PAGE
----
In response to this chronic medical crisis, MSF was providing basic healthcare through seven comprehensive projects—at Batangafo, Boguila, Carnot, Kabo, Ndélé, Paoua, and Zémio—when the current emergency began to unfold. Despite some interruptions due to insecurity, these projects have adapted and continue to provide medical care to people in the communities, and to respond to localized emergencies caused by population displacement. Teams offer basic and specialist healthcare, mental health consultations, maternity, pediatric and nutritional services, surgery, and HIV and tuberculosis (TB) care.

When 2013 began, the rebel group Séléka had recently seized several strategic towns, and in March they took the capital Bangui, leading to a presidential coup and the gradual destabilization of the country over the course of the year. Increased tensions and violence, including assaults on civilians, spread into previously peaceful areas. In early September, armed self-defense groups, the “anti-balakas,” started to attack Séléka forces and civilian populations in the northwest.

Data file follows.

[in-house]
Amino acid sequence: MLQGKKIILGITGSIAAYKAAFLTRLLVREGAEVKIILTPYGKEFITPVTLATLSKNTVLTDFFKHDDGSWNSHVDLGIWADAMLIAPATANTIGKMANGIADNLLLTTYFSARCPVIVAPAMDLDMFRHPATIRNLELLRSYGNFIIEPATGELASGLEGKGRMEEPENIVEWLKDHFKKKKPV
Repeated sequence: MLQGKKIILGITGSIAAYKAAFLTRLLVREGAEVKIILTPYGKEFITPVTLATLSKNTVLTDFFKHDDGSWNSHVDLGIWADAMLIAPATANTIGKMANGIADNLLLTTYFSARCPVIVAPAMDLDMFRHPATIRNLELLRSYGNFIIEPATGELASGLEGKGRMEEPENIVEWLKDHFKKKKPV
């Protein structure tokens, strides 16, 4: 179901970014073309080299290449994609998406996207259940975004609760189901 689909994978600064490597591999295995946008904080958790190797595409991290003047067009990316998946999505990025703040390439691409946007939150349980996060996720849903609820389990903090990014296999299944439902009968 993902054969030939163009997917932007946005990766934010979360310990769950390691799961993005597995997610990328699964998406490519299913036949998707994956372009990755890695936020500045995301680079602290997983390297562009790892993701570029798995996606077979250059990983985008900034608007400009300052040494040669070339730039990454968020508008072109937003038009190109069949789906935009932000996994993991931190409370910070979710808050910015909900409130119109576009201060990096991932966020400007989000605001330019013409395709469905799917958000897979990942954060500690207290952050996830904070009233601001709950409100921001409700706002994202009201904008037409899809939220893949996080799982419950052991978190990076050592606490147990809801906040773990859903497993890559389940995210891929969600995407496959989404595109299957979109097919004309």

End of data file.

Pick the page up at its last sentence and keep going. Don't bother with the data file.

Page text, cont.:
Throughout this period, MSF provided free medical care to people wounded in attacks or displaced by violence. Mobile clinics were launched and teams supported government healthcare facilities, providing emergency aid to people wounded in attacks or in need of medical attention. Additional activities were started to ensure access to clean drinking water and improve hygiene for the displaced population.

Short-term emergency projects opened and closed in the first half of the year in Damara and Sibut, supporting outpatient services at local hospitals. The Damara team also offered treatment to people who had temporarily fled into the bush. More than 12,800 consultations were carried out through these projects. Emergency projects also opened in 2013 in Bangui, Bouca, Bossangoa, Bria, Sibut, Damara, and Gadzi, and emergency medical teams visited Yaloke and Bouar. Emergency surgery and basic healthcare were available for the wounded, and teams regularly treated patients for malaria, respiratory and skin infections, diarrheal diseases, and malnutrition.